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Reprod Biomed Online. 2009;18 Suppl 2:19-24.

Human corpus luteum physiology and the luteal-phase dysfunction associated with ovarian stimulation.

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Universidad de Chile, Hospital Clinico San Borja-Arriaran, Santiago, Chile.


The human corpus luteum is a temporary endocrine gland that develops after ovulation from the ruptured follicle during the luteal phase. It is an important contributor of steroid hormones, particularly progesterone, and is critical for the maintenance of early pregnancy. Luteal-phase dysfunction can result in premature regression of the gland, with a subsequent shift to an infertile cycle. Understanding the mechanism of steroidogenesis during corpus luteum growth and regression is crucial for evaluating the normal physiology and pathophysiology of reproductive cycles. The rate-limiting step in corpus luteum steroidogenesis is the transport of cholesterol to the site of steroid production. Steroidogenic acute regulatory protein is a key player in this process and is positively correlated with progesterone concentrations throughout the early and mid-luteal phase. Changes in the endocrine environment brought on by the gonadotrophins used for ovarian stimulation are thought to underlie the corpus luteum dysfunction associated with IVF cycles. While ovarian hyperstimulation syndrome is associated with human chorionic gonadotrophin (HCG), studies suggest that exogenous progesterone provides necessary luteal support in patients undergoing IVF. The current trend towards simple stimulation protocols and the use of single-embryo transfers provide further opportunity to revisit HCG administration as luteal support.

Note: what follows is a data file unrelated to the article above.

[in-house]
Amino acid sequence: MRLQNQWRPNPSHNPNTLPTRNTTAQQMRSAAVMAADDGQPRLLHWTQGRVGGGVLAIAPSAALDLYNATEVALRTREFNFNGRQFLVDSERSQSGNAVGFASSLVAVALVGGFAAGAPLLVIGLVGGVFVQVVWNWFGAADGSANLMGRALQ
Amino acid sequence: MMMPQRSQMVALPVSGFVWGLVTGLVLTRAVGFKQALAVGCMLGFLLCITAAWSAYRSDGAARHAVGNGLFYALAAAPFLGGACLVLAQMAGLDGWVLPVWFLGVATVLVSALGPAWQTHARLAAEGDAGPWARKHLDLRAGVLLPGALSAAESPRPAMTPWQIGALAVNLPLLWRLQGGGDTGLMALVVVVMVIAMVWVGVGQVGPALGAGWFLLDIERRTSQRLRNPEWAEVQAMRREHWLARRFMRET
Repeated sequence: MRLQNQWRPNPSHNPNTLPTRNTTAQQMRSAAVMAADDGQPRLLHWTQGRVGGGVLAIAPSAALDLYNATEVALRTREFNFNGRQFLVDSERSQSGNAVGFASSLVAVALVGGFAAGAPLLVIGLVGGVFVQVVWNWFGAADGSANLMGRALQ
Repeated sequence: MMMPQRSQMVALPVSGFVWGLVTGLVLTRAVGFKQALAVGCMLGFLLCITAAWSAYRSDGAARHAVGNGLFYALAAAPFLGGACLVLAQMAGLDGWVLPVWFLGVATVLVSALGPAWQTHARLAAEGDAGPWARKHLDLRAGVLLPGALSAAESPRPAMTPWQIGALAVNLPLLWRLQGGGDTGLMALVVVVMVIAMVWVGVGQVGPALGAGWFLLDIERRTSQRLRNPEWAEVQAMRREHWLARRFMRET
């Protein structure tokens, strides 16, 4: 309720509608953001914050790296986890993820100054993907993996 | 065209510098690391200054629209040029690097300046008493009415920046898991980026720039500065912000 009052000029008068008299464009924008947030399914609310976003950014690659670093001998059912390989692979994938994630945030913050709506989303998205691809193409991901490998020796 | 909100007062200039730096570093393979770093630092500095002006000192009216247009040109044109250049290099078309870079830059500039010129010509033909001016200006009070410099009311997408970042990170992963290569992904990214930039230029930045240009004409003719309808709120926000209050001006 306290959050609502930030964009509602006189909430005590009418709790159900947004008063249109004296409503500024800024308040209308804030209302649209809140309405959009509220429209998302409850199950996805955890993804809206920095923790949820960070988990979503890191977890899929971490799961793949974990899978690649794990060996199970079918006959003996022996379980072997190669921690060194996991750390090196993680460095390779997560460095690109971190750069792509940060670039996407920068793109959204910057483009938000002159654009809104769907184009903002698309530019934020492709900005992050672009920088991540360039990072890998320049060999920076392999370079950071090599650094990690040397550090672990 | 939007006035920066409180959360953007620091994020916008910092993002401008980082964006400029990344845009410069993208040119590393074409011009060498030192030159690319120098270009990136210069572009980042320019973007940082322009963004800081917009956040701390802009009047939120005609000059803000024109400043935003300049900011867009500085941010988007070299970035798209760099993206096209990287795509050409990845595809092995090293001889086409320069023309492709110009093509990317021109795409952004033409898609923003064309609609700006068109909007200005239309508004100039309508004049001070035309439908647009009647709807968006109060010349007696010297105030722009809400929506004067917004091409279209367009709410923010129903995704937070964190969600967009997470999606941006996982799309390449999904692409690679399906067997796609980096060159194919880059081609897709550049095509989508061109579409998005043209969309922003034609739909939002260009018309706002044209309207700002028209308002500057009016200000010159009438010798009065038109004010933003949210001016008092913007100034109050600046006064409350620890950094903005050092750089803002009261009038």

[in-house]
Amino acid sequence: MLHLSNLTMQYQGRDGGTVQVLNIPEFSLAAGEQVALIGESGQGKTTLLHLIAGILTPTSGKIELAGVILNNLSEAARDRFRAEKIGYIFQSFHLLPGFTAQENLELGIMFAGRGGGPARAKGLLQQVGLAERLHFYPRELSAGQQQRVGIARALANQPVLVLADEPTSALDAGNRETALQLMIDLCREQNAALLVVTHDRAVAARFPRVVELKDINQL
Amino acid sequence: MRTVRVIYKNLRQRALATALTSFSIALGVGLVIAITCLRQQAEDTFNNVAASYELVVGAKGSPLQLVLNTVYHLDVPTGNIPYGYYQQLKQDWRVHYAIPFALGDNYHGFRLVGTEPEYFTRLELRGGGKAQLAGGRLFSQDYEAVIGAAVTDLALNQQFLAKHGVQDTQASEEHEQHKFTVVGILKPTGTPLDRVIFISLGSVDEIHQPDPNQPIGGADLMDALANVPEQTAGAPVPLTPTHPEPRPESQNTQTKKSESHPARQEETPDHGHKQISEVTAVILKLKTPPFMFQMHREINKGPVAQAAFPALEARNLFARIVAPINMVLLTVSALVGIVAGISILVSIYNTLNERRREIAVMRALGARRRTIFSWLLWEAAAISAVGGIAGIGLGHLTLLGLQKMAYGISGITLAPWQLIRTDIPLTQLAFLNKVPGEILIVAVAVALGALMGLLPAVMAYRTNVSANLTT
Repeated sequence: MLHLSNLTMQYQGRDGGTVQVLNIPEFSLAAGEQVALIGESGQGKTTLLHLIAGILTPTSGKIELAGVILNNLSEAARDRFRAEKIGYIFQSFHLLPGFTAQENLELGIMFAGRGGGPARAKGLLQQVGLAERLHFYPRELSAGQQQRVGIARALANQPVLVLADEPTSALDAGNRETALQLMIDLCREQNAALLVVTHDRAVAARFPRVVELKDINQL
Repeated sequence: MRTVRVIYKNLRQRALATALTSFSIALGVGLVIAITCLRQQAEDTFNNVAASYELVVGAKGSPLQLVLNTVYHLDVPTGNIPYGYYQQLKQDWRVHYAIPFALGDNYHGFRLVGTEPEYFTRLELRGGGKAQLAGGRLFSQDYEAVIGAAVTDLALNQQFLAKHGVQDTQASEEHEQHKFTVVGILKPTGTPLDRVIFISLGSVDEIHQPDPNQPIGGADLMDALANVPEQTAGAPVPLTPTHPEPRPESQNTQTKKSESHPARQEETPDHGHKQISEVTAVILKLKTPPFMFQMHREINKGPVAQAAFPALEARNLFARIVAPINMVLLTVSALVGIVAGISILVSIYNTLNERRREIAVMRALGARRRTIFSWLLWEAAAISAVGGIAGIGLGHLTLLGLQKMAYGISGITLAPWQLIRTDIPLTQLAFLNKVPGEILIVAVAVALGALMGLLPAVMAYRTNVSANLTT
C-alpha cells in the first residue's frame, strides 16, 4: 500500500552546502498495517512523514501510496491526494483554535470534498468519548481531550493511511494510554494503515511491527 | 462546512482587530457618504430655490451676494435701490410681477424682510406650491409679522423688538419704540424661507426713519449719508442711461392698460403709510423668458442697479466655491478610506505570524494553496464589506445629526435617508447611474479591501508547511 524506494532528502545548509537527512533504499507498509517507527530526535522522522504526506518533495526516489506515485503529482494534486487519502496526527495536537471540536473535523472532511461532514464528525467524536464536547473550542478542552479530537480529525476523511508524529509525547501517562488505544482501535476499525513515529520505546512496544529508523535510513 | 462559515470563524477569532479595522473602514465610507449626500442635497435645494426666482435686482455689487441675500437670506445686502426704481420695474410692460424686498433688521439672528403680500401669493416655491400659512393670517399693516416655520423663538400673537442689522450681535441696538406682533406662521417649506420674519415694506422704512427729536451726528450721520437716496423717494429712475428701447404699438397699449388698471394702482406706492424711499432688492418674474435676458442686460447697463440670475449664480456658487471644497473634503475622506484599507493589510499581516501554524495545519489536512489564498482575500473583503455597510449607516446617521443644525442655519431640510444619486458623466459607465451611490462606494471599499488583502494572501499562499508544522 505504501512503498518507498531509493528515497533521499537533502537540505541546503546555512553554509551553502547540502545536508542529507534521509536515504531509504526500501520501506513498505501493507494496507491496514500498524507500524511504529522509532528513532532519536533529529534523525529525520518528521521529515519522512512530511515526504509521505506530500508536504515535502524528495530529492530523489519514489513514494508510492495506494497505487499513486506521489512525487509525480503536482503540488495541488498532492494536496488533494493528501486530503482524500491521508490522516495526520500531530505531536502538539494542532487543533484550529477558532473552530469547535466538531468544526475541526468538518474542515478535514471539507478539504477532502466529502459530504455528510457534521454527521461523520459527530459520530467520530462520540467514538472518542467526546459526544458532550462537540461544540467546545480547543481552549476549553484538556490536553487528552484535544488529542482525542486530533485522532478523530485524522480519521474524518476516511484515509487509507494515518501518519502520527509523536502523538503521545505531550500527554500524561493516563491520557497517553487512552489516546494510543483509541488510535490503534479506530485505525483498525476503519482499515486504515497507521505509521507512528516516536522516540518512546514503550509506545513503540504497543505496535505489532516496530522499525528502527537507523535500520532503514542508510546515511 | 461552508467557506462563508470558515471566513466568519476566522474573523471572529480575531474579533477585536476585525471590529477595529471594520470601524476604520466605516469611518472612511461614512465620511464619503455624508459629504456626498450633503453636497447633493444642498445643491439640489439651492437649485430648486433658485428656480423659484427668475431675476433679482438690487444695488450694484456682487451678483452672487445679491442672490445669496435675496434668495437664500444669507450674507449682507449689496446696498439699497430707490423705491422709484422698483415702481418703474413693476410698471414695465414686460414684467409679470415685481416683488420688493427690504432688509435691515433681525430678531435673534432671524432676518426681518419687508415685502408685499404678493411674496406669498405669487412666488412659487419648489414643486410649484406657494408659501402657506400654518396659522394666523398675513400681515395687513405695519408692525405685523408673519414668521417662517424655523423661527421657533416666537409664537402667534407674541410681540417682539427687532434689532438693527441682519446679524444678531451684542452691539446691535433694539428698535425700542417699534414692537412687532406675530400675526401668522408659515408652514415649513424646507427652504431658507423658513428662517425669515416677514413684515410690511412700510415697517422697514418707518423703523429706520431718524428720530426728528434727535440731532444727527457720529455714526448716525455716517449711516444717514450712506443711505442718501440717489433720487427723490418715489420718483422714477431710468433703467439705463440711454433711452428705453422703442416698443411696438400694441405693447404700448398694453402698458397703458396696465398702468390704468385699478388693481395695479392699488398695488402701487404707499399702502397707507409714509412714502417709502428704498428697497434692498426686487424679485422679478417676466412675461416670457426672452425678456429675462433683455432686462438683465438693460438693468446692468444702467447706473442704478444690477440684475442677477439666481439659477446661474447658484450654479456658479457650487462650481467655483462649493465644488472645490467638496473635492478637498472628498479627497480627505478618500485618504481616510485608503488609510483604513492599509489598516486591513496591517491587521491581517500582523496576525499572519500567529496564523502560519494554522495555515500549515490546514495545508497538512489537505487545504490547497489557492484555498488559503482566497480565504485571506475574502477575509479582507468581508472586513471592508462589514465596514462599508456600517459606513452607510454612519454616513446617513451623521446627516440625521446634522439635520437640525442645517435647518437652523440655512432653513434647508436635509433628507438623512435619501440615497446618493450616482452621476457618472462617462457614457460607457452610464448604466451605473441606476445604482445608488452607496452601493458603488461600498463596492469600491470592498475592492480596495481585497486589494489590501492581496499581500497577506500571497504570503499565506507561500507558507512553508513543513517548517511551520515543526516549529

[Indexed for MEDLINE]

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